Core Emergency Medicine

Medial Collateral Ligament (MCL) Injuries

This post explores the presentation, diagnosis and management of MCL injuries.

Button Battery Ingestion

Button battery ingestions can have disastrous complications. This post is a guide to management.

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Episode 132.0 – Air Embolism

This week we dive into the rare but potentially fatal, and difficult to diagnose, air embolism.

Core Procedures See More →

Digital Nerve Block

This is a brief video detailing how to do regional anesthesia for the fingers.

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How to Apply a Pelvic Binder

This post discusses the application of both a commercial pelvic binder as well as a sheet for pelvic stabilization.

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The Paradox

“Go take a break.” “Let me quickly pick up these two patients.” “Go grab some food and come back.” “I’m fine, I’ll just…” “Sanjay, get the hell out and don’t come back for fifteen minutes.”

It was my sixth overnight in a row. After having struggled for over 15 minutes with trying to place an ultrasound guided IV in a sickle cell patient,
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Teaching on a clinical shift can sometimes be difficult: it’s busy, everyone’s running around and it’s hard to capture a trainees attention. Recently, on twitter, Amal Mattu (@amalmattu) has been posting pictures of his white board teaching: discrete pearls written down and shared with anyone who walks by. The pearls are often prompted by patients presenting during that shift but they don’t have to be.
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The MDCalc Fellows program is a 2-year longitudinal engagement for residents and medical students passionate about EBM and knowledge translation. 
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: Effect of US on CPR Pauses in Cardiac Arrest

Point-of-care ultrasound use in patients with cardiac arrest is associated with prolonged cardiopulmonary resuscitation pauses: a prospective cohort study Resuscitation, 2017

The provision of high-quality compressions with minimal interruptions is central to the management of cardiac arrest. Along with defibrillation, high-quality compressions are the only interventions proven to improve patient-oriented outcomes.
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: The Ottawa SAH Decision Instrument

Validation of the Ottawa Subarachnoid Hemorrhage Rule in Patients with Acute Headache CMAJ, 2017

Acute headaches account for 1-2% of all ED visits. Of these patients, 1-3% will actually have a subarachnoid hemorrhage (SAH) (Goldstein 2006).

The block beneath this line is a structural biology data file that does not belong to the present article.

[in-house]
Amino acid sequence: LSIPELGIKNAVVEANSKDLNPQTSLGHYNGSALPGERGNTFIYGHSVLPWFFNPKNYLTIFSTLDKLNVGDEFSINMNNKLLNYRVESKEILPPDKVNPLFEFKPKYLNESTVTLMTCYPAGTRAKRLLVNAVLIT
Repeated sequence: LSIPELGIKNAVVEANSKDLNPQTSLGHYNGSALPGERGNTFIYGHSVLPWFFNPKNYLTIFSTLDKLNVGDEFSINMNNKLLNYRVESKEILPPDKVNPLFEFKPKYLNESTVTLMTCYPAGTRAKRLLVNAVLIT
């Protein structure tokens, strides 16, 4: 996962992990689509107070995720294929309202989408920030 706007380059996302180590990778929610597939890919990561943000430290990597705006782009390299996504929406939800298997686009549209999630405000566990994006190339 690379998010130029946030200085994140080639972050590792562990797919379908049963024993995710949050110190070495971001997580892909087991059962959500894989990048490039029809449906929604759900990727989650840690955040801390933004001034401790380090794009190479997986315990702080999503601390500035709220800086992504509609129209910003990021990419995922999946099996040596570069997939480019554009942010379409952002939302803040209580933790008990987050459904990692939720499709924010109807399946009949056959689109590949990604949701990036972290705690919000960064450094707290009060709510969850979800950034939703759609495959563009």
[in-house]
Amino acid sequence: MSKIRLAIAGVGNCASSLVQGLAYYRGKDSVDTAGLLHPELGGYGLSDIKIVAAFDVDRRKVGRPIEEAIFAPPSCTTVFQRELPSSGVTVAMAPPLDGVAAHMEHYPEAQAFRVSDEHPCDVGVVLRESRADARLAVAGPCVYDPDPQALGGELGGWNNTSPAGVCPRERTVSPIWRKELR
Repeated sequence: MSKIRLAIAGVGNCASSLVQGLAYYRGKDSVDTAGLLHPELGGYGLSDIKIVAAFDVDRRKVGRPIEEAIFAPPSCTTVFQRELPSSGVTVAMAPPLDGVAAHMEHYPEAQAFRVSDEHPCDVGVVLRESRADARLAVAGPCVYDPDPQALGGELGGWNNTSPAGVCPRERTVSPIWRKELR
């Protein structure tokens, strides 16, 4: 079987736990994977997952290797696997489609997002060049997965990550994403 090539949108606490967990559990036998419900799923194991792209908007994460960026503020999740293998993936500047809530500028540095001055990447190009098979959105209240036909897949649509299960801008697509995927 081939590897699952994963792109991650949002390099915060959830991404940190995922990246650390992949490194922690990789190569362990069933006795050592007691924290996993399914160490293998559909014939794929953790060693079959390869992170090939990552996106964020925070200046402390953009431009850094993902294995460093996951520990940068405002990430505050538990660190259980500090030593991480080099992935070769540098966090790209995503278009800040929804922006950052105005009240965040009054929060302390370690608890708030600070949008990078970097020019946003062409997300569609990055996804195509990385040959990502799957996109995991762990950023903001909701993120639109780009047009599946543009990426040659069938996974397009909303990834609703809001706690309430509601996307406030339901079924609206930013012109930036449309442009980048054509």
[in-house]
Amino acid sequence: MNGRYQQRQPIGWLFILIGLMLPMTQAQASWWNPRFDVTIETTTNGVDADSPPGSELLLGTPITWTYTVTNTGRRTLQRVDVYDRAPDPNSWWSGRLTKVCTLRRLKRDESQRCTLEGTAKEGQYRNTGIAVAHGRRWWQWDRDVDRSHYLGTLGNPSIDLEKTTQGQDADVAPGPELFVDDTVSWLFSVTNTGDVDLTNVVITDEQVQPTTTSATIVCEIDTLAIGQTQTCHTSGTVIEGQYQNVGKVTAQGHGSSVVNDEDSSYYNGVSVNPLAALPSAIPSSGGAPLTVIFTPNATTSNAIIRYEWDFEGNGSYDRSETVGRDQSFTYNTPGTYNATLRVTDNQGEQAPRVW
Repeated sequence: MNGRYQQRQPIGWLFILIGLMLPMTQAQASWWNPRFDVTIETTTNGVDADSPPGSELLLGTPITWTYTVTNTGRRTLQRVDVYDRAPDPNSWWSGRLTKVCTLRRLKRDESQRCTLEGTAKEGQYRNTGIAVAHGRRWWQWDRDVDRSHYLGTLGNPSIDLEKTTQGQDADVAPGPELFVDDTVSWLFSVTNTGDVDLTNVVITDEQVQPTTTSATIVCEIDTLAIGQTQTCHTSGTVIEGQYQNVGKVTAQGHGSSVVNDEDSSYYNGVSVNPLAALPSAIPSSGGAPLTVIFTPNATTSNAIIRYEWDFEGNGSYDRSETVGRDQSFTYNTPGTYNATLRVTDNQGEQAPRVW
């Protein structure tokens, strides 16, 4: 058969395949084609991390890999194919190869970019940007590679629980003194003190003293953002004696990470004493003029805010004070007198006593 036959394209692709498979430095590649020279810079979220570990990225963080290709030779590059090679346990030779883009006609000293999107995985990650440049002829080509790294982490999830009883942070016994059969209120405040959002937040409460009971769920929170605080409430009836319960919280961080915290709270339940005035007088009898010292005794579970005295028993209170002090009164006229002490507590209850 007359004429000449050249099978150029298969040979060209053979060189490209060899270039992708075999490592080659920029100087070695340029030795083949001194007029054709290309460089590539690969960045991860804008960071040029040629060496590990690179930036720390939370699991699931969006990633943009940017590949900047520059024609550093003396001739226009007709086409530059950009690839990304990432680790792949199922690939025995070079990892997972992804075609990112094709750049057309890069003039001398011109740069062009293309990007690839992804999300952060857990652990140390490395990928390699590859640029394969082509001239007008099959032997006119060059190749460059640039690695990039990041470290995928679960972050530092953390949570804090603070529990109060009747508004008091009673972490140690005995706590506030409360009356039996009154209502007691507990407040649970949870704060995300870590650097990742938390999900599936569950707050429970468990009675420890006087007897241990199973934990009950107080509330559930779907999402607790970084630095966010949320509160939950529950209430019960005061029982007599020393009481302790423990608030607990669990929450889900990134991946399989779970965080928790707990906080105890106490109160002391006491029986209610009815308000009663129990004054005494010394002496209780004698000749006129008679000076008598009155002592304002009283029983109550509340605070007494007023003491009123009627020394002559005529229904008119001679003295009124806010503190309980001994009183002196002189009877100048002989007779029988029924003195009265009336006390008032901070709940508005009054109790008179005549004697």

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Core Case of the Month More Cases →


Chest pain


50yM no PMH, active smoker presents by ambulance with chest pain. Six hours ago he developed substernal chest pressure and nausea, no vomiting. Pain was moderate and constant, but he had a presyncopal episode 1hr prior and severe worsening of chest pain which led him to call 911. He was given ASA en route.


No medications or known PMH

Physical Exam

BP 109/44 | HR 95 | RR 18 | T 98.5F | SpO2 92% RA → 97% 4L NC
GEN: diaphoretic, pale, grimacing, clutching his chest in pain, speaking in incomplete sentences
CV: tachycardic, regular, 3/6 systolic ejection murmur
ABD: soft, non-tender, non-distended
NEURO: no focal deficits, moves all extremities equally


CBC: 17.6 > 15.4 / 43.9 < 189
BMP: 140 / 4.4 / 107 / 23 / 21 / 1.4 < 139
LFT: 91 / 37 / 90 / 1.6 / 0.0 / 4.2 / 7.5
Troponin: 4.33
VBG: 7.50 / 34.3 / 26.7 Lact 2.95


  1. What are your next steps in management of this patient?

    STEMI team was activated and the patient was started on heparin and promptly taken for cardiac catheterization. He had normal coronary arteries but was noted to have severe aortic insufficiency and a dissection flap in the ascending aorta consistent with type A aortic dissection.

  2. What additional therapies would you consider administering?

    He was started on labetalol and as the patient was being consented for emergent operative repair by CT surgery, he admitted to longstanding and recent crystal meth use. Intraoperatively, an intimal tear was noted 2-3cm above the sinotubular junction with the intimal flap dissecting through the aortic valve; graft repair was performed with good outcome.

More Info

Aortic dissections have a highly variable presentation, which makes diagnosis challenging.  It is much rarer than ACS, with an incidence of 5-30 cases per million people, and a high risk of mortality (classically 1-2% increase in mortality with each passing hour) (Hagan 2000).  There is no information in the literature regarding the incidence of aortic dissection among cases that present as myocardial infarctions. 
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